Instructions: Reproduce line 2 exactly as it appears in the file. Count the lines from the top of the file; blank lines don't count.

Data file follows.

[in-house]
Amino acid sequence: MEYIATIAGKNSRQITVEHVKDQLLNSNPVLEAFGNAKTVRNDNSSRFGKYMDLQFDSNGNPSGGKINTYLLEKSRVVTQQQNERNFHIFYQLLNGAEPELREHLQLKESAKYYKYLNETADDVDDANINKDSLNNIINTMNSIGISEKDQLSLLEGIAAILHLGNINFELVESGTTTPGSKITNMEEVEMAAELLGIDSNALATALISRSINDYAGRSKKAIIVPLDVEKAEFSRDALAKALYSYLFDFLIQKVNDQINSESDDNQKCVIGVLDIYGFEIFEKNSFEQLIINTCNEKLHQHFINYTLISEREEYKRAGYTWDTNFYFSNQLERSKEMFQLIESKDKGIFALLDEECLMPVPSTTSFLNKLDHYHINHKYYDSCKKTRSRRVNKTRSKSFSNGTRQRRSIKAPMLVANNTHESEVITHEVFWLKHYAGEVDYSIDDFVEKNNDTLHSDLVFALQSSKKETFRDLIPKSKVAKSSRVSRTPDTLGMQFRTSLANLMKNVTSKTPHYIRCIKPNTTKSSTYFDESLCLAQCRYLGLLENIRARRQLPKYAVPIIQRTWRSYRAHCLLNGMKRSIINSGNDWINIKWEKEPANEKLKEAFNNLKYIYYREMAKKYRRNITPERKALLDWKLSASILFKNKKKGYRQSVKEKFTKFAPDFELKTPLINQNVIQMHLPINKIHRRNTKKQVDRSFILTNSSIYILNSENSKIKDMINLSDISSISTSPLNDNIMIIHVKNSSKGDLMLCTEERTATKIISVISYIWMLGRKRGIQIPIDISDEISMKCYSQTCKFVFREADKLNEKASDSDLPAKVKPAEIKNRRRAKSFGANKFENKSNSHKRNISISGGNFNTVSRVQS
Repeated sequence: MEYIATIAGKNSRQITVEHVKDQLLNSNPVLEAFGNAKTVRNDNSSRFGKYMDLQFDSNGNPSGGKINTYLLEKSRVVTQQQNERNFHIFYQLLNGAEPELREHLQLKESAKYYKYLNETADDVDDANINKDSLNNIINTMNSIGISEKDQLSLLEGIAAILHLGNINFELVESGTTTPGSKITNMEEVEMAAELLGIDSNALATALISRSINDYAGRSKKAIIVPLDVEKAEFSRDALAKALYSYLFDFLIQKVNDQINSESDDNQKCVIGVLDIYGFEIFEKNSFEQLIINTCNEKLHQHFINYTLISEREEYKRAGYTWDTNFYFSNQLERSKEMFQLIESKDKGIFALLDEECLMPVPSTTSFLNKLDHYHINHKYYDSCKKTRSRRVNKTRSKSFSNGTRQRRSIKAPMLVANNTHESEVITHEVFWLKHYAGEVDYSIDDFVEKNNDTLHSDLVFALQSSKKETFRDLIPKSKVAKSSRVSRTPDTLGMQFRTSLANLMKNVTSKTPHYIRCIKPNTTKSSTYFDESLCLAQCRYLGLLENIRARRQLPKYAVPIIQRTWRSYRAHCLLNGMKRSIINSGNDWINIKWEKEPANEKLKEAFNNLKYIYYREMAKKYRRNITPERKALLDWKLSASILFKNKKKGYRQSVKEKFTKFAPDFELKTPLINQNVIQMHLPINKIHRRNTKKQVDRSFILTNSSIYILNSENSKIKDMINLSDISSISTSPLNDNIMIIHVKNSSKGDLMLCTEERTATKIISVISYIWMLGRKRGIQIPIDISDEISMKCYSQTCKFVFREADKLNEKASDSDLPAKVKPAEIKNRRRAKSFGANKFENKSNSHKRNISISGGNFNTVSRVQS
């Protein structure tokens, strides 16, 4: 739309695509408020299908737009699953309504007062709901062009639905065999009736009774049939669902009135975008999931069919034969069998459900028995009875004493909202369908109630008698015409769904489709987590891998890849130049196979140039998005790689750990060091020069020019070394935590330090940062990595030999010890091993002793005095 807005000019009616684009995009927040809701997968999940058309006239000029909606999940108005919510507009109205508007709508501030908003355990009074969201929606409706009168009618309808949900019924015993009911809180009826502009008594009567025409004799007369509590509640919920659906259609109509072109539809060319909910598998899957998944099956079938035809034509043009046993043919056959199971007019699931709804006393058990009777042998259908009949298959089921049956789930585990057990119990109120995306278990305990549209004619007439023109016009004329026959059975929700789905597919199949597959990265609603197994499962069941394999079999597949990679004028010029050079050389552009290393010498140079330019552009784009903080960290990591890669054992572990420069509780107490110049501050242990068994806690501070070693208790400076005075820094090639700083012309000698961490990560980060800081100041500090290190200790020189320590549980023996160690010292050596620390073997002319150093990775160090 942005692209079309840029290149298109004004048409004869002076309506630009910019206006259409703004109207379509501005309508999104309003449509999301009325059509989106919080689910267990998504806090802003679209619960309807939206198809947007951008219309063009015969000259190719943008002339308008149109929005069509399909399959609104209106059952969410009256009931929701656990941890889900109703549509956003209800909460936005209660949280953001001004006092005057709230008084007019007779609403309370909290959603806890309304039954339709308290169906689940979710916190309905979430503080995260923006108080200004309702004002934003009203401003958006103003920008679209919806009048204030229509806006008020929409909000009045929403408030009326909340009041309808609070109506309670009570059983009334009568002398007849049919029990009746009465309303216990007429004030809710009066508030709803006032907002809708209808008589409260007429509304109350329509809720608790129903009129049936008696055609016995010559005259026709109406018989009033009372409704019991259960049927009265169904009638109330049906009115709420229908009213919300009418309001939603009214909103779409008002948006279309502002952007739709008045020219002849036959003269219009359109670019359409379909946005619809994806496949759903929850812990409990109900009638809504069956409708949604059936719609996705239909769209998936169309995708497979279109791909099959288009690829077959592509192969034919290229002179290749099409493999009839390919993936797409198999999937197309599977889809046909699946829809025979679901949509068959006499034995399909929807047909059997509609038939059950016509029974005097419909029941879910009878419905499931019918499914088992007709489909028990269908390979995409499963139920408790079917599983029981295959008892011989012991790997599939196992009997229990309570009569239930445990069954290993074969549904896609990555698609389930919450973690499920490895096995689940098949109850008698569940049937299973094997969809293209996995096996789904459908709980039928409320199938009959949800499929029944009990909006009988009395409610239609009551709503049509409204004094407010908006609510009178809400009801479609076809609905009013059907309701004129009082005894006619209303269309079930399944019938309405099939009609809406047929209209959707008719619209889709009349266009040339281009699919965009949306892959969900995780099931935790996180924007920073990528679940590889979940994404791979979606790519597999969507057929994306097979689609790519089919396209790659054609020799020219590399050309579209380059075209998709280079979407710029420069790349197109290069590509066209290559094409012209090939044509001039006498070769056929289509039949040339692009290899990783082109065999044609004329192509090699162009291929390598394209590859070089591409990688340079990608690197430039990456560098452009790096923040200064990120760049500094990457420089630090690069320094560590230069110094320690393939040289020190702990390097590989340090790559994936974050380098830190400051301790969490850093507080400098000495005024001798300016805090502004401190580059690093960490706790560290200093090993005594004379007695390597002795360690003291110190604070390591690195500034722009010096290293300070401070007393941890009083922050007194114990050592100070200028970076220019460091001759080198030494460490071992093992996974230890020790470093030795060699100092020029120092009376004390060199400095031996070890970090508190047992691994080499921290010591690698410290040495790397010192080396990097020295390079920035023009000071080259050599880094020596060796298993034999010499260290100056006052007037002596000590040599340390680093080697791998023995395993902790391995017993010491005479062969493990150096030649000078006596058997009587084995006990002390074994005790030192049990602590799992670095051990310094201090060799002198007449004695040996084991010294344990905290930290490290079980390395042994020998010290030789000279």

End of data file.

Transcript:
Amino acid sequence: MEYIATIAGKNSRQITVEHVKDQLLNSNPVLEAFGNAKTVRNDNSSRFGKYMDLQFDSNGNPSGGKINTYLLEKSRVVTQQQNERNFHIFYQLLNGAEPELREHLQLKESAKYYKYLNETADDVDDANINKDSLNNIINTMNSIGISEKDQLSLLEGIAAILHLGNINFELVESGTTTPGSKITNMEEVEMAAELLGIDSNALATALISRSINDYAGRSKKAIIVPLDVEKAEFSRDALAKALYSYLFDFLIQKVNDQINSESDDNQKCVIGVLDIYGFEIFEKNSFEQLIINTCNEKLHQHFINYTLISEREEYKRAGYTWDTNFYFSNQLERSKEMFQLIESKDKGIFALLDEECLMPVPSTTSFLNKLDHYHINHKYYDSCKKTRSRRVNKTRSKSFSNGTRQRRSIKAPMLVANNTHESEVITHEVFWLKHYAGEVDYSIDDFVEKNNDTLHSDLVFALQSSKKETFRDLIPKSKVAKSSRVSRTPDTLGMQFRTSLANLMKNVTSKTPHYIRCIKPNTTKSSTYFDESLCLAQCRYLGLLENIRARRQLPKYAVPIIQRTWRSYRAHCLLNGMKRSIINSGNDWINIKWEKEPANEKLKEAFNNLKYIYYREMAKKYRRNITPERKALLDWKLSASILFKNKKKGYRQSVKEKFTKFAPDFELKTPLINQNVIQMHLPINKIHRRNTKKQVDRSFILTNSSIYILNSENSKIKDMINLSDISSISTSPLNDNIMIIHVKNSSKGDLMLCTEERTATKIISVISYIWMLGRKRGIQIPIDISDEISMKCYSQTCKFVFREADKLNEKASDSDLPAKVKPAEIKNRRRAKSFGANKFENKSNSHKRNISISGGNFNTVSRVQS